Chronic wrist pain following a closed injury Discussion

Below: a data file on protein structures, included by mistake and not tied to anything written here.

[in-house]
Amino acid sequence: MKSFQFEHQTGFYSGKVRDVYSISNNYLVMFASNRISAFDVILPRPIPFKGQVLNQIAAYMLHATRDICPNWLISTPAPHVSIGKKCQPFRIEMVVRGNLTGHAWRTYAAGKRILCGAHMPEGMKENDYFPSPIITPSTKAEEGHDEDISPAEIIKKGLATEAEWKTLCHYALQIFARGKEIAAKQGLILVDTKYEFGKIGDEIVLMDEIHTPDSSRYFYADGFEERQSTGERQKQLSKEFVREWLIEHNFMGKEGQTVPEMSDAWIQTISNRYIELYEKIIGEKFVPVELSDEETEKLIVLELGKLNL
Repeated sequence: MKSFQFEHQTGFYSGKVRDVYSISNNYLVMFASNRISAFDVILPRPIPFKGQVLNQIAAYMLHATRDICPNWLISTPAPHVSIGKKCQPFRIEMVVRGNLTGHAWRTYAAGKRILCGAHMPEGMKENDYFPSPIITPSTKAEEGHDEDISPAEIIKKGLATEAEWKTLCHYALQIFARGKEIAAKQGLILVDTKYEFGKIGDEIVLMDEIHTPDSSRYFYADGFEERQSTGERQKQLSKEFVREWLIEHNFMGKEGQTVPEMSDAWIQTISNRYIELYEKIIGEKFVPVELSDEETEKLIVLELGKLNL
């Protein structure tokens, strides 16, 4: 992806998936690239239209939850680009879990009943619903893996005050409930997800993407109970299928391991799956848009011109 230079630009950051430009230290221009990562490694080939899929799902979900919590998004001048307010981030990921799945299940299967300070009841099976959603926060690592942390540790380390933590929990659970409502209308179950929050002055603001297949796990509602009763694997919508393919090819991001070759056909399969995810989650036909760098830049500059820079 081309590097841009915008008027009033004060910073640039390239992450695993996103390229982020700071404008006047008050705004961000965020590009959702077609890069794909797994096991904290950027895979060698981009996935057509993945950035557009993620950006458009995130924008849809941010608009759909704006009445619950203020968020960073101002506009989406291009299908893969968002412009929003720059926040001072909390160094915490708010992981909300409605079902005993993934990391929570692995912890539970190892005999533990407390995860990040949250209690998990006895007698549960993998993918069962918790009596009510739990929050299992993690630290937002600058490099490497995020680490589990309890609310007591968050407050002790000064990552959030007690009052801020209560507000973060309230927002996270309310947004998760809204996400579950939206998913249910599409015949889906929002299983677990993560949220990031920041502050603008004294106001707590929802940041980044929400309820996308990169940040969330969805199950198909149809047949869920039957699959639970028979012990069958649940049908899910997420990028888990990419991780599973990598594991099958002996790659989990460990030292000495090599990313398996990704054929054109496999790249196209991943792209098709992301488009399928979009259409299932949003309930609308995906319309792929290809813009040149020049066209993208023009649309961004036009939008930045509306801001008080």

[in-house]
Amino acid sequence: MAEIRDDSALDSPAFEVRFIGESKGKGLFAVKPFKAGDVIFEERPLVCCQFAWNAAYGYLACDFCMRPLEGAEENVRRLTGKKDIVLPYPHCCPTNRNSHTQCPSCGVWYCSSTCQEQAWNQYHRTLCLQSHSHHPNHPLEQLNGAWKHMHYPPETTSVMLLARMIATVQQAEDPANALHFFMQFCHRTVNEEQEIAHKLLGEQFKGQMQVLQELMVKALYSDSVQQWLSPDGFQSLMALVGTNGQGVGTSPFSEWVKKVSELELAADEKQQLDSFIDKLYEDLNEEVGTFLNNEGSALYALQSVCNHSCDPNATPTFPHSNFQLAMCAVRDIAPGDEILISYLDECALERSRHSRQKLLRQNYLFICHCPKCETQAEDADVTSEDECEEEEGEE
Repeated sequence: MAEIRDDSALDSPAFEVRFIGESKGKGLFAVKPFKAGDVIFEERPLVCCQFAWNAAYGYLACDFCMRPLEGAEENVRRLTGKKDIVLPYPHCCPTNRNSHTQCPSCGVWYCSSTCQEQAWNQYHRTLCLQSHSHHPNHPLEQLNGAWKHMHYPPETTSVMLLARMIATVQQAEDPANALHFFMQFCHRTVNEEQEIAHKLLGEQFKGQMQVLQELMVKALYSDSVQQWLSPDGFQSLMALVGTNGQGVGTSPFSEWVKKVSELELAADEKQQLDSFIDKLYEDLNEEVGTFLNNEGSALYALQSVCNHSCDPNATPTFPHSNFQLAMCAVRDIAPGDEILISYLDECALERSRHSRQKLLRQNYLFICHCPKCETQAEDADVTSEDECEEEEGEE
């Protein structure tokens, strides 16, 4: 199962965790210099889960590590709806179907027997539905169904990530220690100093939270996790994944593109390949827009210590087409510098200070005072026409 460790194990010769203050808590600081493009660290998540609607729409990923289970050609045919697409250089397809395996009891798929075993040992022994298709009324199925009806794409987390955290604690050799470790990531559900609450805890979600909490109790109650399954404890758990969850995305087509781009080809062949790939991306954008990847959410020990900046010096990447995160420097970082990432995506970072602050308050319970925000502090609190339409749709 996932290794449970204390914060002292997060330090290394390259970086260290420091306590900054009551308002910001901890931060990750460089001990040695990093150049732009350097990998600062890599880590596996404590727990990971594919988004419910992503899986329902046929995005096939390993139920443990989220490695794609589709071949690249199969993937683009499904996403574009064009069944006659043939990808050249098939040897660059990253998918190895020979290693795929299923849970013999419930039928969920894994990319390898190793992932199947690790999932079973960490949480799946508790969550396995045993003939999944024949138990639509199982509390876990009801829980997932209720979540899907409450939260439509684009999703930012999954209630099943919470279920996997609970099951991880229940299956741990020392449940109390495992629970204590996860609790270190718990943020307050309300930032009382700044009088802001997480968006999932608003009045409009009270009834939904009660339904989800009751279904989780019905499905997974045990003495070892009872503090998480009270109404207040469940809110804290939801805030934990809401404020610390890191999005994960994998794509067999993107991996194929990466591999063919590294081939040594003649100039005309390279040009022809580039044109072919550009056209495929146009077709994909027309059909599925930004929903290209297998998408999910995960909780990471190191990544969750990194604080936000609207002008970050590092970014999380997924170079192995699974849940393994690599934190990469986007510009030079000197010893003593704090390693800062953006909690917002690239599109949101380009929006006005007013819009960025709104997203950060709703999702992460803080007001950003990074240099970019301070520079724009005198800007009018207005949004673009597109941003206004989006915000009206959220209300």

Chronic wrist pain following a closed injury with relatively normal findings on routine examination may be due to a variety of problems, including capsulitis, painful nonunion or partial union, partial intercarpal ligament tear, loose body, neuroma, cartilaginous lesion, as well as others. Bone scan may be helpful in ruling out occult bone injury or Kienbock's disease if there is no history of prior fracture or surgery. MRI may be helpful in evaluating suspected occult ganglion or vascular disorder. These studies are rarely indicated for other working diagnoses, and arthrography is rarely helpful as a definitive study. Diagnostic wrist arthroscopy may be useful, but generally only if preoperative evaluation suggests a specific anatomic diagnosis. There is no universally accepted approach or treatment for this problem in the absence of a clear anatomic diagnosis. Patients who have been symptomatic for more than three months are unlikely to be cured by simple local measures such as immobilization, steroid injection or therapy. In the absence of a clear diagnosis or evidence of imminent deterioration, the most practical options are either living and dealing with the problem or proceed with a multilevel approach including options of wrist arthroscopy, open exploration, as well as consideration of partial wrist denervation. The operative approach is indicated only in selected cases, for it may trigger worsening of the patient's clinical status.

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